Sounds awesome. I love F1. I don’t get the negative comments but the post sounds interesting since it’s part of this trip series. Now if I could book it with points at a reasonable rate….

AlexL

Enjoy the update. Nick did a good job at planning the trip. Maybe Greg can plan one for Nick next?

DSK

I am absolutely enjoying this series. Thanks for the excellent write-up. It’s giving me all kinds of ideas, which personally I appreciate..

As far as the cost, during the height of my “mid-life crisis”, I flew the Zero-G Experience. Outrageously and insanely expensive. However, how often in life can you fly through the air like Superman, climb on the ceiling like Spiderman, and experience true weightlessness without blasting off into space (I scuba dive and zero gravity feels NOTHING like scuba diving). Cost is relative. If driving a Formula One-like car once in your lifetime for less than the cost of a round-trip economy ticket to Europe brings you joy, then it sounds perfect to me.

Last edited 2 months ago by DSK
Raghu N

Sound like fun. You have sold me on Dubai. Hot air balloons, Formula1, Skiing etc
Next non pandemic Christmas, I am going to Dubai
Keep it flowing
Raghu

Steve S

This is awesome. Definitely want to know more. What an experience that must have been

VX_Flier

And to clarify, were these Formula 3/3000 cars, and not F1 cars?

Would cost a LOT more than $500 to drive a 20-yr old F1 car. Any pictures?

Last edited 2 months ago by VX_Flier
Nick Reyes

Yes these are Formula 3000 cars on the F1 Yas Marina Circuit track. About as close as most of us will ever get to the experience of driving a Formula 1 car, but correct that it isn’t a Formula 1 car.

Last edited 2 months ago by Nick Reyes
Stew Podaso

Perhaps some details on cost etc instead of rambling pages of how awesome you are and how the rest of us suck. I miss the days you could get educated but now it’s all about you, you and you.

whocares

while I feel your comment is overly harsh, there is some truth to it. FM seems to promoting their image more & more. One to many selfies. I made a comment about that long ago.

whocares

Looks like fun. But for only 10-20 minutes of drive time – $500 USD or so…yikes.

Since you are in MI – auto state, prob a good thrill. Nice to know it exists.

Nick Reyes

I’ll eventually write a post about how I stacked it to get good value for points. It still wasn’t cheap, but not nearly $500.

whocares

I’ll look forward to that!

An interesting future post might be: the most expensive experience you’ve paid for (While traveling far away, as opposed to local) – and was it worth it. And inviting user comments. Experience, as opposed to a show/simple concert (Unless it was a backstage VIP thing).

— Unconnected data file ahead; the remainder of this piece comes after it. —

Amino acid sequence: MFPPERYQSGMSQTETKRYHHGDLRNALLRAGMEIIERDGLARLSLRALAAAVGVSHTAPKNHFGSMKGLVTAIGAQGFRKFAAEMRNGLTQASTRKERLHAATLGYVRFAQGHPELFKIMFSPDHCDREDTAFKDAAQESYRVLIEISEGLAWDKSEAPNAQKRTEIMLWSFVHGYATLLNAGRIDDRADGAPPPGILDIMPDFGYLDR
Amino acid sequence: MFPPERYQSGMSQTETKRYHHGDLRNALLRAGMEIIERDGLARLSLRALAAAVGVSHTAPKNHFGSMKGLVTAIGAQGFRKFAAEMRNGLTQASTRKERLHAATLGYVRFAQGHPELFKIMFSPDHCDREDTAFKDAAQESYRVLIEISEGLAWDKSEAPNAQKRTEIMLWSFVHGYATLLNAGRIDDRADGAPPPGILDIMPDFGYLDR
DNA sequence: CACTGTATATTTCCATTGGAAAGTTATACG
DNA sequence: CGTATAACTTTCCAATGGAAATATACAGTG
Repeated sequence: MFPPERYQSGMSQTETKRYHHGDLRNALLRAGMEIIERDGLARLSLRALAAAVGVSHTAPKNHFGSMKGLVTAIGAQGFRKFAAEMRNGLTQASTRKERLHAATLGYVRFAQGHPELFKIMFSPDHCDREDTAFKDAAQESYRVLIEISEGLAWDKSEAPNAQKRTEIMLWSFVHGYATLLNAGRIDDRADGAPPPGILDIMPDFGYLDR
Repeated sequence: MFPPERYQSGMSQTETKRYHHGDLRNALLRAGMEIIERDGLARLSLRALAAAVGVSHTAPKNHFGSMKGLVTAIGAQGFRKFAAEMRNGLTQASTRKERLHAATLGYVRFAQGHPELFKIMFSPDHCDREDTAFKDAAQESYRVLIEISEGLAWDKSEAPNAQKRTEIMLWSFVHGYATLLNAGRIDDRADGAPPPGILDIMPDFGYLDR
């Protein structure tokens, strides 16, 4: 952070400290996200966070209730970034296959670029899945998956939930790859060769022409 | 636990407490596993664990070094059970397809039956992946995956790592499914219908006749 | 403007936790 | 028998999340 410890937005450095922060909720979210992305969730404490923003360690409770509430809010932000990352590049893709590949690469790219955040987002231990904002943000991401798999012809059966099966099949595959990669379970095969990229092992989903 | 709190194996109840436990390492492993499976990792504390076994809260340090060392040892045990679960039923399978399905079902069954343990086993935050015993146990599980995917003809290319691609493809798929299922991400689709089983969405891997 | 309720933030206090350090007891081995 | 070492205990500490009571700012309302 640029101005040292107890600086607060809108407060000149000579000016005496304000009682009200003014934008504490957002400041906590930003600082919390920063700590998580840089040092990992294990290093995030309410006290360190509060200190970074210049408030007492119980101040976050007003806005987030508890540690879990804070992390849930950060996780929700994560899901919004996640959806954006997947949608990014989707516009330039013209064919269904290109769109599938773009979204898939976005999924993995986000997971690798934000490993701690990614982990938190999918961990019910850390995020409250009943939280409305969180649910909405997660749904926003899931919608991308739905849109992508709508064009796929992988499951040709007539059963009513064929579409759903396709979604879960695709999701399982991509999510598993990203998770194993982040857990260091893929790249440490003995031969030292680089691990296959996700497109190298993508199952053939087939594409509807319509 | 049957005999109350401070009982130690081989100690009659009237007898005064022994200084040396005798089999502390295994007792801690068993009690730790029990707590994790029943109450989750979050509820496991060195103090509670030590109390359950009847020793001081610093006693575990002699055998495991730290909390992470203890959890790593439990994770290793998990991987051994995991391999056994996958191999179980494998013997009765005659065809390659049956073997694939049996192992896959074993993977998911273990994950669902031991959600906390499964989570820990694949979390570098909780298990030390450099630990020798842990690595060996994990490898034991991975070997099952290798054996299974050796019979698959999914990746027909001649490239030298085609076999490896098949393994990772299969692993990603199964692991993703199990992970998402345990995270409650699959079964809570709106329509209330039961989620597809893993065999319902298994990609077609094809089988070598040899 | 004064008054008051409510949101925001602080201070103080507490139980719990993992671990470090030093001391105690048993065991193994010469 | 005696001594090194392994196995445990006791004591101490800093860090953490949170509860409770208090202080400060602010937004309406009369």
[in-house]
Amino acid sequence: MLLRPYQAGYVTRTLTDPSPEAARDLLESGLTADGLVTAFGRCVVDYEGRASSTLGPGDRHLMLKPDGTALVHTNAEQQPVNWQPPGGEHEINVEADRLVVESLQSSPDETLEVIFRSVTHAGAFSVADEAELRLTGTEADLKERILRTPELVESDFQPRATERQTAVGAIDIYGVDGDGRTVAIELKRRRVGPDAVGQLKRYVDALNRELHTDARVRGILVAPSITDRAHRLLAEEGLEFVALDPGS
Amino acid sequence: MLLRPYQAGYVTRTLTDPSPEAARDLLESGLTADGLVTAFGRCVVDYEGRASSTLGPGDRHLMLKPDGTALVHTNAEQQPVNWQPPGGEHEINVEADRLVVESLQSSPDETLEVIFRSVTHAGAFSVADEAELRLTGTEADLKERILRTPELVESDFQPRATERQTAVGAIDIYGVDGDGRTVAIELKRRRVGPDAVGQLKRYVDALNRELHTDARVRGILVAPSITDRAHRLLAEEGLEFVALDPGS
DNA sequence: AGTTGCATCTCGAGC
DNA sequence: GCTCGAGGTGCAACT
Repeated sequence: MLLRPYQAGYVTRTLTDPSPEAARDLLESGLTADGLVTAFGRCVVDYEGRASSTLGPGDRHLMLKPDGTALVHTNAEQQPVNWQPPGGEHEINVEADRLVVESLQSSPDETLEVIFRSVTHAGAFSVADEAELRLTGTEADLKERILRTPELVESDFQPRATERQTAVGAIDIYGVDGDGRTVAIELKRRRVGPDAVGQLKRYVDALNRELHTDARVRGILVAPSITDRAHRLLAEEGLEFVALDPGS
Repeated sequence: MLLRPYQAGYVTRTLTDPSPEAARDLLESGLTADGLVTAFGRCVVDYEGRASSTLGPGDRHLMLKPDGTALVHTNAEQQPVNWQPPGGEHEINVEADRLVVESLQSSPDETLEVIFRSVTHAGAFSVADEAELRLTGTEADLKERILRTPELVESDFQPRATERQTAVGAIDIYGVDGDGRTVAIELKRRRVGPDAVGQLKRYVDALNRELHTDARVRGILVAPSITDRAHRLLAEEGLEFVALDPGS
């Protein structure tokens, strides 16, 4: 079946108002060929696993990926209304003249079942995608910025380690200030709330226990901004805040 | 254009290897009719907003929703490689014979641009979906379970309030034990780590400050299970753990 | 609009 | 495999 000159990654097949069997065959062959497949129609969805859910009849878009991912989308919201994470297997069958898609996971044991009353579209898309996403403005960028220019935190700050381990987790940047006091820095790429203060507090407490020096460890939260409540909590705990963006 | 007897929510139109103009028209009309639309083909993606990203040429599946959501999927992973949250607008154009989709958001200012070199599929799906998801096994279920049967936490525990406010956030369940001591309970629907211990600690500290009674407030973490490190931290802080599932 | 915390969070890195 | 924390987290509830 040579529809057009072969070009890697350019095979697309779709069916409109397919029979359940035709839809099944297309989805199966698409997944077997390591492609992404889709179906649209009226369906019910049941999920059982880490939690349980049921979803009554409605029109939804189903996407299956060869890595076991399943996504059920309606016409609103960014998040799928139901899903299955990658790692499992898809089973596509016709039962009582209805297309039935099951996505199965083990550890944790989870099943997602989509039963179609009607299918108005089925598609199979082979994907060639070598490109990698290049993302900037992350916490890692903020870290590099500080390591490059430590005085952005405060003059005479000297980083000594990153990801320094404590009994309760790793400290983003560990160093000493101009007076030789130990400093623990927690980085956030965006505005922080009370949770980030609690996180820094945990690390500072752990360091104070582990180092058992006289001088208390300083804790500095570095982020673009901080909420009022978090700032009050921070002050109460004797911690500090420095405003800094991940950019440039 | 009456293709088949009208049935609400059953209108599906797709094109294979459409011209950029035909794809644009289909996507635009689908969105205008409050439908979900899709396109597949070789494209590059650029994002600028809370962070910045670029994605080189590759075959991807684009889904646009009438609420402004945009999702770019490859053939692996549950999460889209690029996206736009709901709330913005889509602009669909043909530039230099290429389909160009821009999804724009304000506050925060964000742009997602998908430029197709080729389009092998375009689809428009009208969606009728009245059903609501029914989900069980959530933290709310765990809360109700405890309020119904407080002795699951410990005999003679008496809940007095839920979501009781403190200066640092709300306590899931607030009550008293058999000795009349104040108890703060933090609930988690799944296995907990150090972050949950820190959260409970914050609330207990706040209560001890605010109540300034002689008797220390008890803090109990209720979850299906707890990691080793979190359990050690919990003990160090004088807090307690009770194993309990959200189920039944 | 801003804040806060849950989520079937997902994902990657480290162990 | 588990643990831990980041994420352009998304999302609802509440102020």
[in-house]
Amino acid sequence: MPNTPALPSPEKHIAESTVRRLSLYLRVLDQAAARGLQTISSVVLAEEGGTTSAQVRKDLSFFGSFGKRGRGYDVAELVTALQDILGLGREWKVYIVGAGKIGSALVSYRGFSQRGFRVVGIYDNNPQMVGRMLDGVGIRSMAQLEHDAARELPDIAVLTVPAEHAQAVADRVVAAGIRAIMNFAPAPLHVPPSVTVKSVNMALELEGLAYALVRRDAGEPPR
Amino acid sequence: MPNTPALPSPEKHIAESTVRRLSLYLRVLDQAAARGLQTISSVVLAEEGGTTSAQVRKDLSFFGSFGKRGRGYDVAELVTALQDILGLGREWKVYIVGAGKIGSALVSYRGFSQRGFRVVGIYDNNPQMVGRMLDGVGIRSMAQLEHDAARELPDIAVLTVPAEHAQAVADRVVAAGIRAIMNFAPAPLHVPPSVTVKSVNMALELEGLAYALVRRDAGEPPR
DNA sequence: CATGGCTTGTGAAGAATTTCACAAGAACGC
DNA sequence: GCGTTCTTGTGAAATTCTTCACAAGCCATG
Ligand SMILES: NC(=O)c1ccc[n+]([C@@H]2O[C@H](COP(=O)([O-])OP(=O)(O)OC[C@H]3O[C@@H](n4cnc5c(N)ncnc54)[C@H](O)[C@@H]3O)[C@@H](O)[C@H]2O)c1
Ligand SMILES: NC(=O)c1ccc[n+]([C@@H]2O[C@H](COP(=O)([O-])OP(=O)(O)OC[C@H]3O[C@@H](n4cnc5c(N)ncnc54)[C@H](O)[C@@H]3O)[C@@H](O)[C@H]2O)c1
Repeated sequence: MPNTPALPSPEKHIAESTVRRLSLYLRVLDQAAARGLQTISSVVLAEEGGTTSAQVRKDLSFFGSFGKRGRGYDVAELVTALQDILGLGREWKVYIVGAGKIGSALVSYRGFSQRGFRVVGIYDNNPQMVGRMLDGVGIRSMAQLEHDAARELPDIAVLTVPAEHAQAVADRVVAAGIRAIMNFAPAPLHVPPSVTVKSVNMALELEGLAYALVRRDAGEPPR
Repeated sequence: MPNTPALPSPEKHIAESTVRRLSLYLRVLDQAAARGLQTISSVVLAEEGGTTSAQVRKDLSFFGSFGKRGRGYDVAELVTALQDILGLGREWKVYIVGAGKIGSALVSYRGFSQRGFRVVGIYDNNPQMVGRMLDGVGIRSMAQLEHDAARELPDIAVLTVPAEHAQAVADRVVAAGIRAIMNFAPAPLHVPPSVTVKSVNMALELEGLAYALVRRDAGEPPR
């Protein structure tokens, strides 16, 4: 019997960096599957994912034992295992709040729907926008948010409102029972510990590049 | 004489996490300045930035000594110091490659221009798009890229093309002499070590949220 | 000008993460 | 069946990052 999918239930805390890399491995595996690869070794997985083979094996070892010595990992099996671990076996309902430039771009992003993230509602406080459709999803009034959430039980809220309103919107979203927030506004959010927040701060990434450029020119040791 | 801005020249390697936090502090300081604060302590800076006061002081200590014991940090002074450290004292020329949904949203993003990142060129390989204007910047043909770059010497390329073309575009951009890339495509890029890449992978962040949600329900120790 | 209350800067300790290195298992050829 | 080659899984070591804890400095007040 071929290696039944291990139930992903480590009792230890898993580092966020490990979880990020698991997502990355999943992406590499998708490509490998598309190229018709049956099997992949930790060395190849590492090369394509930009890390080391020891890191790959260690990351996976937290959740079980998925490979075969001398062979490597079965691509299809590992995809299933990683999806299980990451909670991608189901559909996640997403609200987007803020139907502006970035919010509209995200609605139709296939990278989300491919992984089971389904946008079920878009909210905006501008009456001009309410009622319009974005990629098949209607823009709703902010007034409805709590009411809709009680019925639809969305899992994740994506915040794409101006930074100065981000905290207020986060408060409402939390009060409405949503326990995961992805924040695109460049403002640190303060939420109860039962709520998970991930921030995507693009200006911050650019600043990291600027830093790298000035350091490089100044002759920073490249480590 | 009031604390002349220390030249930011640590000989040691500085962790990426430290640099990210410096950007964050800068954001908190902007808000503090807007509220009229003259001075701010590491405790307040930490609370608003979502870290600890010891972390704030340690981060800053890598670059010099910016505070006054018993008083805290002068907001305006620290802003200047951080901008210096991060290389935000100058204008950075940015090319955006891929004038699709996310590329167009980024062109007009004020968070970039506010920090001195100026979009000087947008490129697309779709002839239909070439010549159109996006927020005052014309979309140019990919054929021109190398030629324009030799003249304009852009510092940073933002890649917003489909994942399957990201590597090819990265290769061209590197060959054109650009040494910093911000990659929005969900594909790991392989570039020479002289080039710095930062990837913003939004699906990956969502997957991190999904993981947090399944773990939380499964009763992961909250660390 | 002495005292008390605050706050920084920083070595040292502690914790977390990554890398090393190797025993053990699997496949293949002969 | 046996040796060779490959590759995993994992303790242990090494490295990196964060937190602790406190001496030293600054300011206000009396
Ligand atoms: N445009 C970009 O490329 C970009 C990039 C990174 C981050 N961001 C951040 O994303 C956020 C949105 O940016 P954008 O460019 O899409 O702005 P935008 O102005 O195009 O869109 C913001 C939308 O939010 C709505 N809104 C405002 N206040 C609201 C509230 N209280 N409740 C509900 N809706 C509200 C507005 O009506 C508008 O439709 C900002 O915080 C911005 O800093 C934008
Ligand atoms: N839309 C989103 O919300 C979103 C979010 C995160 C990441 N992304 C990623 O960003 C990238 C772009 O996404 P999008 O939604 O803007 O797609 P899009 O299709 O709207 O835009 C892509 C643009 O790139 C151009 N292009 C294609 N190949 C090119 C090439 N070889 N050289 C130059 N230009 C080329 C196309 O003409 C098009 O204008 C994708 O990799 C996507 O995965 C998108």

From my recollection, mine was $600 (or something like that) for an all day snowmobile adventure in Svalbard. ~10+ hours? It was awesome. Was able to write some of it off, so effective cost was lower, but it was def worth it.

Same thing is pricing at <$500 due to improved exchange rate now.

As I reflect on time vs cost, it was a great deal. And piloting your own snowmobile is an active activity, not passive.

if I was a huge motor sports fan (but I’m not), I’m sure I could justify $500 or whatever, on 10-20 minutes around a real track. I did visit the Bahrain race track many moons ago.

Stew Podaso

It’s pages of bragging with no goal to teach or educate as usual.

Nick Reyes

No goal to teach or educate? Did you miss my post this week about how we applied the Delta GUCs for this trip?

https://frequentmiler.com/how-we-used-our-delta-global-upgrade-certificates-to-fly-business-class-on-air-france/

Or Greg’s about his experience applying Ritz club lounge upgrades?

https://frequentmiler.com/my-experience-applying-a-ritz-club-upgrade/

Or mine about how I booked the Prince Suite at the Grand Hyatt Dubai?

https://frequentmiler.com/prince-suite-at-the-grand-hyatt-dubai-amazing-use-of-hyatt-points/

The entire goal of this trip was to have some fun and learn some things that readers may find useful. Perhaps you would find value in subscribing to our email list to make sure you don’t miss any of those posts going forward.

Loving It

Nick Im really loving this series and cant wait to see your write up on how you booked the driving experience.

Drew

I’m just wondering why you think you needed a colon in your first sentence?

Cavedweller

WELL WORTH IT.. Go to Vegas, I did it on the NASCAR track .FREE to watch and to bring people like 8 years ago.

Abey

Sounds incredibly fun ! Boys and their toys

Drew

Perhaps inserting the cost into your post would be helpful…

Nick Reyes

I’ll definitely be writing a post about how I booked everything. Greg wasn’t in the loop on that part – this post is just his review of the experience itself.